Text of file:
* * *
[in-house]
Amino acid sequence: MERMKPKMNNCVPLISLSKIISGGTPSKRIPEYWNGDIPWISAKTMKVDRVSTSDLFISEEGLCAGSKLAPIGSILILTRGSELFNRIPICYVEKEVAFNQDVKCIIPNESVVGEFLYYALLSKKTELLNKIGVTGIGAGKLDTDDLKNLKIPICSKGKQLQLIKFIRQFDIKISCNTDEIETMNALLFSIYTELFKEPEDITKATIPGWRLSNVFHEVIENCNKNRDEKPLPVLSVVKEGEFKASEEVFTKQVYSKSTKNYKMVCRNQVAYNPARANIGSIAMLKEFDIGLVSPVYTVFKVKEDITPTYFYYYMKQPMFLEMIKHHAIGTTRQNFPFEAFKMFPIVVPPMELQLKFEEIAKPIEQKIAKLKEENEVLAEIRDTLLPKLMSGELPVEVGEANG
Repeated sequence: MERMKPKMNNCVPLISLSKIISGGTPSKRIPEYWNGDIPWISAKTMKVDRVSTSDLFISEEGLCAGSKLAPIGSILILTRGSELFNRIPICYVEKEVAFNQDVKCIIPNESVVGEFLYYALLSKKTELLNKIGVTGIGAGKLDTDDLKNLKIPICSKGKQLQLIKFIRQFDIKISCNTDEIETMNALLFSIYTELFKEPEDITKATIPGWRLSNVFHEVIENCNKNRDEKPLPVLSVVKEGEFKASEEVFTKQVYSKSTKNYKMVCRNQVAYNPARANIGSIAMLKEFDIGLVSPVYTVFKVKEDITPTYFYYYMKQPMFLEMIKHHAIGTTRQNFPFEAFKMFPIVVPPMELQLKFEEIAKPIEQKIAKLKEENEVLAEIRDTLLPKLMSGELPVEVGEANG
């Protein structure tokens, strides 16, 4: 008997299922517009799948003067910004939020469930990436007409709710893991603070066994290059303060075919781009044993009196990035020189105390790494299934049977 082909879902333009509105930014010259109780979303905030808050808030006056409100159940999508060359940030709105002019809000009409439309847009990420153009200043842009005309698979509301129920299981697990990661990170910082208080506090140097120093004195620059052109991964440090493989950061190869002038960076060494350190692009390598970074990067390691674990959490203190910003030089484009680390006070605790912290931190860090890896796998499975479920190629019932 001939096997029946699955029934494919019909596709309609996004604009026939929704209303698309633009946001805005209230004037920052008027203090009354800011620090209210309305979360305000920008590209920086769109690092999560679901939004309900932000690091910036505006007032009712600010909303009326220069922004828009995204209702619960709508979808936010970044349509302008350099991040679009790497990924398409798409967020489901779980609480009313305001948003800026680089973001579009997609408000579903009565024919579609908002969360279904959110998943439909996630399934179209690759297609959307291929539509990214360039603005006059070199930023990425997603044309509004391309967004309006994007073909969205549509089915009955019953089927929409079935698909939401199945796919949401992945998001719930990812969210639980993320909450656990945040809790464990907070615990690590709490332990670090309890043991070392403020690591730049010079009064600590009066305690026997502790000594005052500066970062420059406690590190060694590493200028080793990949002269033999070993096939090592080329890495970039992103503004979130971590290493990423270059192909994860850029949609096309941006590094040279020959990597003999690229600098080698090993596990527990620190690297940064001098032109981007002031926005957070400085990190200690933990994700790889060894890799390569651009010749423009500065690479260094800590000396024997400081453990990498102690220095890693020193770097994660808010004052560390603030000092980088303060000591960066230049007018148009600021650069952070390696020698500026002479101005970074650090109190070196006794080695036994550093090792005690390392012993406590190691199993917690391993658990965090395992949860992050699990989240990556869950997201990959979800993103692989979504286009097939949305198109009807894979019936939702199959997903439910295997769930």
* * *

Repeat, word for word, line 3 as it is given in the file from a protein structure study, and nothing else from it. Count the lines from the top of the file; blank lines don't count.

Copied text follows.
Repeated sequence: MERMKPKMNNCVPLISLSKIISGGTPSKRIPEYWNGDIPWISAKTMKVDRVSTSDLFISEEGLCAGSKLAPIGSILILTRGSELFNRIPICYVEKEVAFNQDVKCIIPNESVVGEFLYYALLSKKTELLNKIGVTGIGAGKLDTDDLKNLKIPICSKGKQLQLIKFIRQFDIKISCNTDEIETMNALLFSIYTELFKEPEDITKATIPGWRLSNVFHEVIENCNKNRDEKPLPVLSVVKEGEFKASEEVFTKQVYSKSTKNYKMVCRNQVAYNPARANIGSIAMLKEFDIGLVSPVYTVFKVKEDITPTYFYYYMKQPMFLEMIKHHAIGTTRQNFPFEAFKMFPIVVPPMELQLKFEEIAKPIEQKIAKLKEENEVLAEIRDTLLPKLMSGELPVEVGEANG